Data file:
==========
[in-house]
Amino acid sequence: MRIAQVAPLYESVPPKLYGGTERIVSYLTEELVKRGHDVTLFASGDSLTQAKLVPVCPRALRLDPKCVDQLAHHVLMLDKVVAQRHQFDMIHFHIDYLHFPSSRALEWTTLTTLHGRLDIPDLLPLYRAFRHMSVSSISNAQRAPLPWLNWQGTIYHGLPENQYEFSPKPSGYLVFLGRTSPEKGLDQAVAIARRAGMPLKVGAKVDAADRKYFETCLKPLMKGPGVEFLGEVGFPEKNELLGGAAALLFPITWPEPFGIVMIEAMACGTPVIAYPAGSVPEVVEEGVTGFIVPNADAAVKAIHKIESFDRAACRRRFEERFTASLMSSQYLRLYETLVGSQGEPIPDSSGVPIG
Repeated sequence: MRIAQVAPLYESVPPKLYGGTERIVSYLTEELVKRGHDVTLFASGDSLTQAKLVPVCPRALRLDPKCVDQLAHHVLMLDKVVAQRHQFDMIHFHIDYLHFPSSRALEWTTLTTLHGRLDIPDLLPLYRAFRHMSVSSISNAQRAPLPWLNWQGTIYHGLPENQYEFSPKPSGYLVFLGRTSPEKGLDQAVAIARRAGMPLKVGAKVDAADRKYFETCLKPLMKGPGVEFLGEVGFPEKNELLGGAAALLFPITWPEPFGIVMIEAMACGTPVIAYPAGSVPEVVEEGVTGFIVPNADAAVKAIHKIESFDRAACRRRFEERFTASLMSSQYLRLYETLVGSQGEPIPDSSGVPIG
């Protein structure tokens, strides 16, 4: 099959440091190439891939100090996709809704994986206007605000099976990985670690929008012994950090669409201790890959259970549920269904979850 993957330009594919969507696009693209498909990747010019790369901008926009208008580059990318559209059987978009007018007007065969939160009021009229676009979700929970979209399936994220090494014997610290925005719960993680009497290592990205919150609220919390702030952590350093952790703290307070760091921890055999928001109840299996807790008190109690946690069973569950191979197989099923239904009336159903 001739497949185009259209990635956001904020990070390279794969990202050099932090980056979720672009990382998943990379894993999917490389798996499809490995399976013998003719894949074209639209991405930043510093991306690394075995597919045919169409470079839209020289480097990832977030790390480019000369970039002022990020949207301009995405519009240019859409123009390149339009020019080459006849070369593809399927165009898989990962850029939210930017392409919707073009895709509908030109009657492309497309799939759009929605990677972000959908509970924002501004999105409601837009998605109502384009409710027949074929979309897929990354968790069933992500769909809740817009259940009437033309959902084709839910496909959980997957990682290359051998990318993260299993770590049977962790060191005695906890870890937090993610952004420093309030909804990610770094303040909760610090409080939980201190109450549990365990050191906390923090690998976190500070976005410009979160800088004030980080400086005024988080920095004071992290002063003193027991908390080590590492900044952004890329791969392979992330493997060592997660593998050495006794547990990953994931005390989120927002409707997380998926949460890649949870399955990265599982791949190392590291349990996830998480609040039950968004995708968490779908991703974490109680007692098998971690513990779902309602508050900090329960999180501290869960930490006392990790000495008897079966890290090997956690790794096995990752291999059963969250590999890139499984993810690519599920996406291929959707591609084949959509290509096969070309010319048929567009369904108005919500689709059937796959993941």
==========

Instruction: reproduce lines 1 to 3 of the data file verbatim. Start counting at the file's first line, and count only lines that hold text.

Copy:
[in-house]
Amino acid sequence: MRIAQVAPLYESVPPKLYGGTERIVSYLTEELVKRGHDVTLFASGDSLTQAKLVPVCPRALRLDPKCVDQLAHHVLMLDKVVAQRHQFDMIHFHIDYLHFPSSRALEWTTLTTLHGRLDIPDLLPLYRAFRHMSVSSISNAQRAPLPWLNWQGTIYHGLPENQYEFSPKPSGYLVFLGRTSPEKGLDQAVAIARRAGMPLKVGAKVDAADRKYFETCLKPLMKGPGVEFLGEVGFPEKNELLGGAAALLFPITWPEPFGIVMIEAMACGTPVIAYPAGSVPEVVEEGVTGFIVPNADAAVKAIHKIESFDRAACRRRFEERFTASLMSSQYLRLYETLVGSQGEPIPDSSGVPIG
Repeated sequence: MRIAQVAPLYESVPPKLYGGTERIVSYLTEELVKRGHDVTLFASGDSLTQAKLVPVCPRALRLDPKCVDQLAHHVLMLDKVVAQRHQFDMIHFHIDYLHFPSSRALEWTTLTTLHGRLDIPDLLPLYRAFRHMSVSSISNAQRAPLPWLNWQGTIYHGLPENQYEFSPKPSGYLVFLGRTSPEKGLDQAVAIARRAGMPLKVGAKVDAADRKYFETCLKPLMKGPGVEFLGEVGFPEKNELLGGAAALLFPITWPEPFGIVMIEAMACGTPVIAYPAGSVPEVVEEGVTGFIVPNADAAVKAIHKIESFDRAACRRRFEERFTASLMSSQYLRLYETLVGSQGEPIPDSSGVPIG